If you’ve ever needed one cookie book, Dorie’s Cookies is the be-all, end-all. Dubbed a “culinary guru” by The New York Times, Dorie Greenspan rounds up the most — dare we say it — a-Dorie-bal collection of brownies, meringues, pinwheels, gingersnaps, thumbprints and more. These chocolate-cornflake haystacks are sure to be your new favorite.
If, like me, you find yourself unable to resist the allure of the no-bake cornflake treats sometimes known in America as haystacks and called desert roses in France, then brace yourself for this baked version. Like the old-fashioned haystacks, these don’t have many ingredients — it’s the baking and the addition of eggs and agave nectar that make them different — but they end up being more satisfying than you’d expect. My go-to combination for these is sweetened coconut, chopped nuts, plumped raisins and high-quality milk chocolate, but this recipe is a DIYer’s dream. You can change the nuts, the dried fruit and even the chocolate. Actually, you can even swap the namesake cornflakes for another kind of flaky cereal. What you don’t want to leave out is the salt — it’s the perker-upper here.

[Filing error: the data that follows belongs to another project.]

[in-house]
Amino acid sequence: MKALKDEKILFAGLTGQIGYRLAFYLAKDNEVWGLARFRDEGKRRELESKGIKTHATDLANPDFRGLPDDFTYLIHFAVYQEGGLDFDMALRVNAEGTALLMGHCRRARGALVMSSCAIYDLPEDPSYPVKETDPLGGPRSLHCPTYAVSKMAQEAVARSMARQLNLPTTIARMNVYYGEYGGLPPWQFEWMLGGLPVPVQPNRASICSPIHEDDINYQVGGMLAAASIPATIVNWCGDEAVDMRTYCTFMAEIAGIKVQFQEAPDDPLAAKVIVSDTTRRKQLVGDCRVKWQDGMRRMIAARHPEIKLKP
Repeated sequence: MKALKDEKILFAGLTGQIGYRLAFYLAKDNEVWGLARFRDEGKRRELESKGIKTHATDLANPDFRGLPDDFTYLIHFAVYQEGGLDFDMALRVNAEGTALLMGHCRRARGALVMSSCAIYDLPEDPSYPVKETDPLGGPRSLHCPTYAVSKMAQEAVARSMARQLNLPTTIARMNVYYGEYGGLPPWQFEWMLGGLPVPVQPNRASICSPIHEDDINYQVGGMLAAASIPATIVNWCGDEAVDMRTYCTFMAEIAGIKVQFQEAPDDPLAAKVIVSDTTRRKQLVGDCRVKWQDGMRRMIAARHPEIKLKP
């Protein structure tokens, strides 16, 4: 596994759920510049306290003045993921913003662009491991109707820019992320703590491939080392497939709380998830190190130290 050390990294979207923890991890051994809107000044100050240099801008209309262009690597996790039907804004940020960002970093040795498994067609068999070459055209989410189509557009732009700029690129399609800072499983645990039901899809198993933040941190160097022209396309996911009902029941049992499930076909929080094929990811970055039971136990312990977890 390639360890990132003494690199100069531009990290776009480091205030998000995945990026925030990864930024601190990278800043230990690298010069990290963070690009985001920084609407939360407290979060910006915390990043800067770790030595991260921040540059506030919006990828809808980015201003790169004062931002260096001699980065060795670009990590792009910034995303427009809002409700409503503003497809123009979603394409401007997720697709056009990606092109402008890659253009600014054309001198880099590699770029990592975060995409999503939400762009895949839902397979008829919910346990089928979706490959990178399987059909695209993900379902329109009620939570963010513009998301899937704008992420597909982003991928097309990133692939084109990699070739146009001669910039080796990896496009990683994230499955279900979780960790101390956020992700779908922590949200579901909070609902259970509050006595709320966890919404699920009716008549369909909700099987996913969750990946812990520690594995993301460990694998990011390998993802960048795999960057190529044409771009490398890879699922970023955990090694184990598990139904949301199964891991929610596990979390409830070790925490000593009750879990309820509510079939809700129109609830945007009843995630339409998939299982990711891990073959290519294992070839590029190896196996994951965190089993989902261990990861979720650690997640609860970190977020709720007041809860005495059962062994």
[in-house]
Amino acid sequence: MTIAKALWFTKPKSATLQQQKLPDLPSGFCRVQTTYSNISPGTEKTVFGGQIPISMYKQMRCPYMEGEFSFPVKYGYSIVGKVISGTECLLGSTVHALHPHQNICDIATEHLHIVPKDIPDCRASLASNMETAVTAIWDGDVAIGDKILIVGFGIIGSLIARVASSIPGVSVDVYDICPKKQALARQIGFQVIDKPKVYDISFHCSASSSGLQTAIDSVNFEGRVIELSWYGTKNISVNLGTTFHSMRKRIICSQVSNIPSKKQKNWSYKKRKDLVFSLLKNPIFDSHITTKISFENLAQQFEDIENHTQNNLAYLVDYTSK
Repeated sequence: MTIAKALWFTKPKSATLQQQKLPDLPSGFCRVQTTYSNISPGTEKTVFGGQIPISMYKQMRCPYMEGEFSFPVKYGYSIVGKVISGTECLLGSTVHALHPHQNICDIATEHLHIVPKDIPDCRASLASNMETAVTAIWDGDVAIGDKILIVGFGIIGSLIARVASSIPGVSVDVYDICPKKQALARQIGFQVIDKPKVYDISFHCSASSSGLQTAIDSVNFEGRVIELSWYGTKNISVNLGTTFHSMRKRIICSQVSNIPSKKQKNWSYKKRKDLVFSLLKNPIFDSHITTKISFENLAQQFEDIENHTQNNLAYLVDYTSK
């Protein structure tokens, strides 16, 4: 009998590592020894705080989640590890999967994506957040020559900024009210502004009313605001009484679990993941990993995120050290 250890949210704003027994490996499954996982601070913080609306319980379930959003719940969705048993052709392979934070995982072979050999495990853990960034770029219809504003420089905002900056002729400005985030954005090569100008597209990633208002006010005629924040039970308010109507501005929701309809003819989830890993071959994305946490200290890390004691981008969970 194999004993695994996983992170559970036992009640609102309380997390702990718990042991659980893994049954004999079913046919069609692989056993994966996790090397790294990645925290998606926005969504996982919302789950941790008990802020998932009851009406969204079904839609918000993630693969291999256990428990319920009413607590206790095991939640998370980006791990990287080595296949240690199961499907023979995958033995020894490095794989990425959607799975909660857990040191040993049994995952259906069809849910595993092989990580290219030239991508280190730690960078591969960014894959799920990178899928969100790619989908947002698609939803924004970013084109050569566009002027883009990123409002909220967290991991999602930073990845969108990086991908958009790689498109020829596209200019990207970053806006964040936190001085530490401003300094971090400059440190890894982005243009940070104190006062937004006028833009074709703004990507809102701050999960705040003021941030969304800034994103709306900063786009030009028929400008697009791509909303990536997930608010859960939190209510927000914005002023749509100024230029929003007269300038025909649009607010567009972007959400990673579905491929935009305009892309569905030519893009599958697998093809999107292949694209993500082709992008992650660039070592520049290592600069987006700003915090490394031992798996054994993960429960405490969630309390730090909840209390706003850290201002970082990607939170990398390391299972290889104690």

Storing: You can keep the cookies for about 3 days in a covered container, but they’ll soften. I prefer to put them on a plate and leave them out. That’s a good option only if the air is dry, though, not when it’s humid.
- 2 large eggs
- 1/2 cup agave nectar
- 3/4 teaspoon fine sea salt
- 1 cup shredded sweetened coconut
- 1 cup pecans or other nuts, coarsely chopped
- 1 cup plump, moist raisins
- 3 cups cornflakes
- 6 ounces best-quality milk chocolate, melted
For the haystacks
Position the racks to divide the oven into thirds and preheat it to 300°F. Line two baking sheets with parchment paper or silicone baking mats.
Working in a large bowl, whisk together the eggs, agave and salt until smooth, about 1 minute. Switch to a flexible spatula and add the remaining ingredients one at a time, mixing well after each goes in. (Adding the cornflakes close to the end increases their chances of surviving the mixing mostly intact.)
You can scoop the haystacks with a medium cookie scoop or with a tablespoon. Either way, as you portion out the mixture, try to press it a little so that it kind of, sort of, stays together, and then leave an inch or so between the raggedy mounds.
Bake the cookies for 30 to 35 minutes, rotating the pans top to bottom and front to back after 15 minutes, or until they’re deeply golden brown and shiny. Transfer the baking sheets to racks and let the cookies cool completely on the sheets; they’ll crisp as they cool but remain slightly chewy in the center.